Tuesday, August 29, 2017

Merrimack Valley Housing Report

The Merrimack Valley Housing Report is a monthly electronic newsletter on housing issues and trends in the Merrimack Valley. It is produced jointly by UMass Lowell and the Middlesex North Registry of Deeds. For a free subscription, email David Turcotte at David_Turcotte@uml.edu.

Back issues of the Report from 2008 through the end of 2016 are available in PDF form on the MVHR website.

Each month, I provide statistics on the number of deeds, mortgages, foreclosure deeds, orders of notice and total documents recorded in the Middlesex North District, and also contribute an article on a real estate-related issue. For example, the July 2017 edition, I provided a midyear review on the real estate market. Here is my article from July:

Midyear Real Estate Report
July 5, 2017

With July upon us, it is time to look at the performance of the Greater Lowell real estate market during the first half of 2017. Anecdotally, it is a great time to be selling a house. Every day there is another story of a residence that gets multiple offers for asking price or more the same day it hits the market. But beneath the day-to-day euphoria of the sellers’ market, there are some troubling indicators.

For the entire Middlesex North Registry of Deeds district—Billerica, Carlisle, Chelmsford, Dracut, Dunstable, Lowell, Tewksbury, Tyngsborough, Westford and Wilmington—the number of deeds recorded in the first half of 2017 was down 2 percent from the same six months in 2016; the number of mortgages was down 10 percent; and the number of all documents recorded was down 4 percent. For the city of Lowell itself, deeds were up 2 percent, mortgages down 5 percent, and overall documents recorded were the same.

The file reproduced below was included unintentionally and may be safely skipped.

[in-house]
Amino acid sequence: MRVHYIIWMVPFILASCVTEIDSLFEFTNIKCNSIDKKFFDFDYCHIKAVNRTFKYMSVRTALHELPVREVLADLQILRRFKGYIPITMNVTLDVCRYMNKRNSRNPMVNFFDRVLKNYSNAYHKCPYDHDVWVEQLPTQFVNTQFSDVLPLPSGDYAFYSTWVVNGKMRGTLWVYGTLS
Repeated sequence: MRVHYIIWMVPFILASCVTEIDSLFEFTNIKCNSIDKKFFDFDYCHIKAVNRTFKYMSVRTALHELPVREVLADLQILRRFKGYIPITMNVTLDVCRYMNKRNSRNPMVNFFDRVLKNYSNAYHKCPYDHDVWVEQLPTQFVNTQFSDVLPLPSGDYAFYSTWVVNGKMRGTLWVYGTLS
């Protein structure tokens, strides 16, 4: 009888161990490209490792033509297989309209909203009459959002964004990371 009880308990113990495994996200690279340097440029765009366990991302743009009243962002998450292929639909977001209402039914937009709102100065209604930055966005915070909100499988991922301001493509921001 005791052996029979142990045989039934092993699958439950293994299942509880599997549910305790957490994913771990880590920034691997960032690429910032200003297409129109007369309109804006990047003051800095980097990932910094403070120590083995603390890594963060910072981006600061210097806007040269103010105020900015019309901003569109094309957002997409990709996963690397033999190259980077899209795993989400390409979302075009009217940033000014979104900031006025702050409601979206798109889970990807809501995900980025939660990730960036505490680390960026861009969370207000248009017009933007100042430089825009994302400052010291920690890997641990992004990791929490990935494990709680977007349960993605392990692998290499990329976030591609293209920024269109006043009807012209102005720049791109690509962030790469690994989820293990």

One bright spot is that foreclosure related activity was also down. For the entire district, the number of foreclosure deeds recorded in the first half of 2017 was down 5 percent from the same time in 2016, and the number of orders of notice was down 37 percent.

Reflecting the rising home prices brought on by the sellers’ market, the median price on deeds for nine of the ten communities in the district was up from the 2016 median (Dracut’s median stayed the same). Lowell’s median deed price rose 4 percent from $229,700 in 2016 to $239,000 in the first half of 2017. For the same two periods, Billerica’s median rose 4 percent from $370,000 to $383,000; Chelmsford’s rose 5 percent from $330,000 to $345,750; Tewksbury’s rose 1 percent, from $354,950 to $360,000; Tyngsborough’s rose 6 percent from $315,000 to $332,450; Westford’s rose 14 percent from $403,000 to $460,000; and Wilington’s rose 9 percent from $403,500 to $440,000. (Carlisle’s rose 26 percent and Dunstable’s rose 14 percent, but because of the relatively small sample from those two communities, caution should be used in interpreting their numbers although clearly prices are rising in those two towns).

The mixed message being sent by the real estate market is reflected in the different categories of revenue collected by the registry of deeds during fiscal year 2017 (July 1, 2016 to June 30, 2017) when compared to fiscal year 2016 (July 1, 2015 to June 30, 2016). The total amount of revenue collected was about the same—$16,311,832 in FY17, and $16,248,951 in FY16. The amounts collected for document recording fees and for the Community Preservation Act surcharge were both up 5 percent: Recording fees rose from $4,793,135 in FY16 to $5,032,495 in FY17; and CPA surcharges rose from $1,137,860 in FY16 to $1,196,730 in FY17. However, the amounts collected for the deeds excise tax, which is calculated based on the sales price stated on a deed, declined by 8 percent, dropping from $10,487,920 in FY16 to $9,724,776 in FY17. So even though the median price of properties sold has risen, the number of transactions declined which led to the loss in deeds excise tax revenue.

Looking forward to the second half of 2017, there are some positive signs. With prices rising, more and more people who have been underwater on their mortgages since they bought or refinanced at the height of the boom should now have some equity in their homes. This will allow more owners to put their properties on the market in pursuit of the high prices now being obtained. Still, when you sell one house, you have to buy another, so it is unlikely that there will be a sudden glut of homes on the market. Most likely, the next six months will feature a slow, steady rise in prices with an equally slow decline in the number of properties facing foreclosure.

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